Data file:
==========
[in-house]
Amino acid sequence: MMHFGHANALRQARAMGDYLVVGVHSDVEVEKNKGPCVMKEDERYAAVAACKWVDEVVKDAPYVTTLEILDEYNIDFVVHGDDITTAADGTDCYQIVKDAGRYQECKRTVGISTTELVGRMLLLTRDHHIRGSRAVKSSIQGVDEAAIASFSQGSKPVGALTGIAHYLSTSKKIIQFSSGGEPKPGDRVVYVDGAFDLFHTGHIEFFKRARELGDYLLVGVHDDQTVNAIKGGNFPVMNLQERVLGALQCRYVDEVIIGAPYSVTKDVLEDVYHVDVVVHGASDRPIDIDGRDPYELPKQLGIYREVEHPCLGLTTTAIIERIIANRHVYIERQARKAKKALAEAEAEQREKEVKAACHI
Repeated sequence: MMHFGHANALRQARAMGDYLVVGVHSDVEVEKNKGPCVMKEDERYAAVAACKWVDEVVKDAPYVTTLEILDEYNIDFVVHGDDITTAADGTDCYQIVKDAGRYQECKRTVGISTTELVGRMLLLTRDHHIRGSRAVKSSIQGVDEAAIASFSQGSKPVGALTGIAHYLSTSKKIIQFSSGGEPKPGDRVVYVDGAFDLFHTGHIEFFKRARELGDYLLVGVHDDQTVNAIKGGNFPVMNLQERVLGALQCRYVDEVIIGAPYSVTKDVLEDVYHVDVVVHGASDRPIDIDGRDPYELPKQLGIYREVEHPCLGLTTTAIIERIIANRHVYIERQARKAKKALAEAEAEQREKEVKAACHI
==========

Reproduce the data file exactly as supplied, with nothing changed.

[in-house]
Amino acid sequence: MMHFGHANALRQARAMGDYLVVGVHSDVEVEKNKGPCVMKEDERYAAVAACKWVDEVVKDAPYVTTLEILDEYNIDFVVHGDDITTAADGTDCYQIVKDAGRYQECKRTVGISTTELVGRMLLLTRDHHIRGSRAVKSSIQGVDEAAIASFSQGSKPVGALTGIAHYLSTSKKIIQFSSGGEPKPGDRVVYVDGAFDLFHTGHIEFFKRARELGDYLLVGVHDDQTVNAIKGGNFPVMNLQERVLGALQCRYVDEVIIGAPYSVTKDVLEDVYHVDVVVHGASDRPIDIDGRDPYELPKQLGIYREVEHPCLGLTTTAIIERIIANRHVYIERQARKAKKALAEAEAEQREKEVKAACHI
Repeated sequence: MMHFGHANALRQARAMGDYLVVGVHSDVEVEKNKGPCVMKEDERYAAVAACKWVDEVVKDAPYVTTLEILDEYNIDFVVHGDDITTAADGTDCYQIVKDAGRYQECKRTVGISTTELVGRMLLLTRDHHIRGSRAVKSSIQGVDEAAIASFSQGSKPVGALTGIAHYLSTSKKIIQFSSGGEPKPGDRVVYVDGAFDLFHTGHIEFFKRARELGDYLLVGVHDDQTVNAIKGGNFPVMNLQERVLGALQCRYVDEVIIGAPYSVTKDVLEDVYHVDVVVHGASDRPIDIDGRDPYELPKQLGIYREVEHPCLGLTTTAIIERIIANRHVYIERQARKAKKALAEAEAEQREKEVKAACHI